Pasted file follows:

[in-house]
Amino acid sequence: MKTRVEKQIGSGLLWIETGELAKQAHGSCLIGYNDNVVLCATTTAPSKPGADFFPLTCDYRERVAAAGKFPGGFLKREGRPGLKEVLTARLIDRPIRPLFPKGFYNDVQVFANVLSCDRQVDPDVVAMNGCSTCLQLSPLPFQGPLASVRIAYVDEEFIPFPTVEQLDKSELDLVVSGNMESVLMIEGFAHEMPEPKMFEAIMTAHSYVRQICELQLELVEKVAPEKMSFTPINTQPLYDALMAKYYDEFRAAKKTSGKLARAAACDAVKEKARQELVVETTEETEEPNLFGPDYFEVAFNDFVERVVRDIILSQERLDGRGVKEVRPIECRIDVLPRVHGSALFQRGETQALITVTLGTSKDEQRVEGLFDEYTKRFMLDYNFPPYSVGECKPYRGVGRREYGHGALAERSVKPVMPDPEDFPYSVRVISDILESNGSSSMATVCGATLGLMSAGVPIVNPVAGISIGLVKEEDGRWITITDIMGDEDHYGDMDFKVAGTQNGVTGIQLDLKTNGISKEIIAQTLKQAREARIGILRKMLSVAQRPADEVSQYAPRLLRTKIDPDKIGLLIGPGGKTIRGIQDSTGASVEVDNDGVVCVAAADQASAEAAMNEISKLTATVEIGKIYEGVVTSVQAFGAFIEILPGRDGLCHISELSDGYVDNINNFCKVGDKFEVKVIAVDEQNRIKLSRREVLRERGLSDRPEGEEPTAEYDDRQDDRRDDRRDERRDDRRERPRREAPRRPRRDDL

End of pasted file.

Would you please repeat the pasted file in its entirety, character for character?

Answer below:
[in-house]
Amino acid sequence: MKTRVEKQIGSGLLWIETGELAKQAHGSCLIGYNDNVVLCATTTAPSKPGADFFPLTCDYRERVAAAGKFPGGFLKREGRPGLKEVLTARLIDRPIRPLFPKGFYNDVQVFANVLSCDRQVDPDVVAMNGCSTCLQLSPLPFQGPLASVRIAYVDEEFIPFPTVEQLDKSELDLVVSGNMESVLMIEGFAHEMPEPKMFEAIMTAHSYVRQICELQLELVEKVAPEKMSFTPINTQPLYDALMAKYYDEFRAAKKTSGKLARAAACDAVKEKARQELVVETTEETEEPNLFGPDYFEVAFNDFVERVVRDIILSQERLDGRGVKEVRPIECRIDVLPRVHGSALFQRGETQALITVTLGTSKDEQRVEGLFDEYTKRFMLDYNFPPYSVGECKPYRGVGRREYGHGALAERSVKPVMPDPEDFPYSVRVISDILESNGSSSMATVCGATLGLMSAGVPIVNPVAGISIGLVKEEDGRWITITDIMGDEDHYGDMDFKVAGTQNGVTGIQLDLKTNGISKEIIAQTLKQAREARIGILRKMLSVAQRPADEVSQYAPRLLRTKIDPDKIGLLIGPGGKTIRGIQDSTGASVEVDNDGVVCVAAADQASAEAAMNEISKLTATVEIGKIYEGVVTSVQAFGAFIEILPGRDGLCHISELSDGYVDNINNFCKVGDKFEVKVIAVDEQNRIKLSRREVLRERGLSDRPEGEEPTAEYDDRQDDRRDDRRDERRDDRRERPRREAPRRPRRDDL